Author: Marcus Penwell
Often the biggest mistake that is made within the profession of Law Enforcement is after years of dealing with the evilness in society, officers lose track of the “Serve,” part of “To Protect and Serve.” Officers are trained over and over again with the physical skills that will hopefully enable them to go home alive after every shift. However, forgotten is the aspect of this training that allows these officers to go home every night alive while having been a servant for the people of their communities. I fear that the “Servant Warrior,” could become an endangered species within the Law Enforcement profession.
This can also be the biggest mistake that is made when implementing a Church Security plan for our places of Worship. Most of us have heard the story which tells us the differences between the “Sheep, Wolves, and Sheepdogs.” When we start to put together our Security Team there can be little question that we need volunteers that consider themselves to be “Sheepdogs.” I mean we are asking for volunteers to put their lives on the line in order to protect the Church and all who enter the doors. For this reason, our security volunteers must be able to be a “Warrior.” However, we can never forget the “Serve,” part at any time even within our security team.
Whether in Law Enforcement or in Church Security the key to success is to be a “Servant Warrior.” A Servant Warrior is one that possesses a “Servant’s Heart,” and a “Warrior’s Mind.” Finding a volunteer within your congregation with a “Servant’s Heart,” or a heart for the Lord can be an easy task. Let’s face it, if a person wants to volunteer to serve the church, it would be hard to argue that their heart is full of the Holy Spirit. The difficulty sometimes may come in finding a person who also has a Warrior’s mind. Now if you have current or former Military or Law Enforcement personnel in your congregation you may think you have the perfect volunteers. However, as I said at the beginning even these faithful warriors can lose balance, or turn off their warrior minds when they come to church. If we cannot put a team of “Servant Warriors,” in place then our Church Security plan will be doomed to fail.
All is not lost. The Servant Warrior is not an endangered species and can be achieved through proper training. The key to success is to implement training that develops and strengthens both the warrior’s mind and the servant’s heart. However, we must not separate these two training sessions but rather incorporate them together. Whether we are training in firearms, unarmed self-defense, or de-escalation skills, all of the training must begin and end with the foundation of the Gospel.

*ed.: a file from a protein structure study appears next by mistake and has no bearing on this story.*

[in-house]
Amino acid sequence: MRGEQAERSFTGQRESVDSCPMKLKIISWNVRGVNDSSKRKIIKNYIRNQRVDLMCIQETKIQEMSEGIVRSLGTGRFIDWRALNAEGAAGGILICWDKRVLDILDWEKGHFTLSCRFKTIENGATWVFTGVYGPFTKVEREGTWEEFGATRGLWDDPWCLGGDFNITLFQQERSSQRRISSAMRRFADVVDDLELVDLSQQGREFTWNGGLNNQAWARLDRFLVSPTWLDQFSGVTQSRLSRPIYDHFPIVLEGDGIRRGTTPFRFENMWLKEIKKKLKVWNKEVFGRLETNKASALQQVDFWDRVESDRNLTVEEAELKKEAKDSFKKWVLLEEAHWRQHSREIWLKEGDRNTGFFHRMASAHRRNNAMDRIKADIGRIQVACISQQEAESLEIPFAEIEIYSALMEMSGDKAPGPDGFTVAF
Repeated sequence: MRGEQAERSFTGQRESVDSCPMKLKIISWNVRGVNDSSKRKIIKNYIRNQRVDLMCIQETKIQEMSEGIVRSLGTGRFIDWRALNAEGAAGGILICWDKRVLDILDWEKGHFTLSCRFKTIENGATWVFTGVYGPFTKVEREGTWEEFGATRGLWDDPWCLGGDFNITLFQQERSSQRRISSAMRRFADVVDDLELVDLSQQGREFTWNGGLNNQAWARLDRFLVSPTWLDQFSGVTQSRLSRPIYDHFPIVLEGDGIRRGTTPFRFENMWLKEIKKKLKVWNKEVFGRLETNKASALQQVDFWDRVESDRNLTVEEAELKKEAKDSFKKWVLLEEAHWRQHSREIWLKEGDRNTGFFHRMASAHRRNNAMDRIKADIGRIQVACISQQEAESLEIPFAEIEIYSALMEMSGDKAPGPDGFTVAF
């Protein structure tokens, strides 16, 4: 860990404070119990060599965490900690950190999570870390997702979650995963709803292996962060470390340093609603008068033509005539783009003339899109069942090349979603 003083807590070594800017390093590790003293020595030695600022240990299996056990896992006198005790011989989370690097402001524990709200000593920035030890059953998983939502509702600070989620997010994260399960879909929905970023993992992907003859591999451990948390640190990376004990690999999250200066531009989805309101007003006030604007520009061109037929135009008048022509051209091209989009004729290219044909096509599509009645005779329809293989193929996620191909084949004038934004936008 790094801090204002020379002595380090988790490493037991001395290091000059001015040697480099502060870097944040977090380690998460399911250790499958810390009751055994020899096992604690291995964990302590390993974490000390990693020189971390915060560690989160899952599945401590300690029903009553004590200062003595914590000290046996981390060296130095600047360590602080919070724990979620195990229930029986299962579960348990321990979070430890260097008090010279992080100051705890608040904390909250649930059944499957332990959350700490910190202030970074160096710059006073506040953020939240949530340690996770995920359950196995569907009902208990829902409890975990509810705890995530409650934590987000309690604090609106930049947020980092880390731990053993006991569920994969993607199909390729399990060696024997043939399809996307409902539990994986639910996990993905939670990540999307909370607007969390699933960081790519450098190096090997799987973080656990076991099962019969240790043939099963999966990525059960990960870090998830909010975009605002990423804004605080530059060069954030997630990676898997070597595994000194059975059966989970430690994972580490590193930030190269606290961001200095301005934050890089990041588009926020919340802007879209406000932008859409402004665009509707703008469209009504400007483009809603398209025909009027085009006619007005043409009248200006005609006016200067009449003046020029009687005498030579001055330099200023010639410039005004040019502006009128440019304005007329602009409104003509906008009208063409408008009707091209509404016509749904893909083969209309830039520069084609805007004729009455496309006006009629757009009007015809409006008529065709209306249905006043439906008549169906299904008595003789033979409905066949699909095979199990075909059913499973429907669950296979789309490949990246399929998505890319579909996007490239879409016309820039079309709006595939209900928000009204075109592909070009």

Every aspect of security and protection must be done through Christ. As we read in Romans 13, “Let everyone be subject to the governing authorities, for there is no authority except that which God has established. The authorities that exist have been established by God.” For this reason, the authorities have a responsibility to perform their duties in a way that never compromises their Christian walk. Even in acting in the capacity of a Warrior, especially in circumstances that require force. A “Servant Warrior,” must only use the force necessary to safely resolve the situation. Upon the resolution, the warrior must remember that even the perpetrator is a child of God and is deserving of respect and prayer.I was involved in a shooting this past year and after it was over I knelt down and prayed for this person who had tried to take my life. In accomplishing this balance of responsibility do we become and remain a “Servant Warrior?”
Always remember this balance can be achieved and must be achieved in order to be successful. Base your training on the Gospel and continue to train both to be a warrior and a servant. A church security team is one that is simply an extension of the church. The members of your team are simply well-trained ushers, greeters, counselors, and Christians. Most of all they are “Servant Warriors.” Romans 8:28 “And we know that in all things God works for the good of those who love him, who have been called according to his purpose.”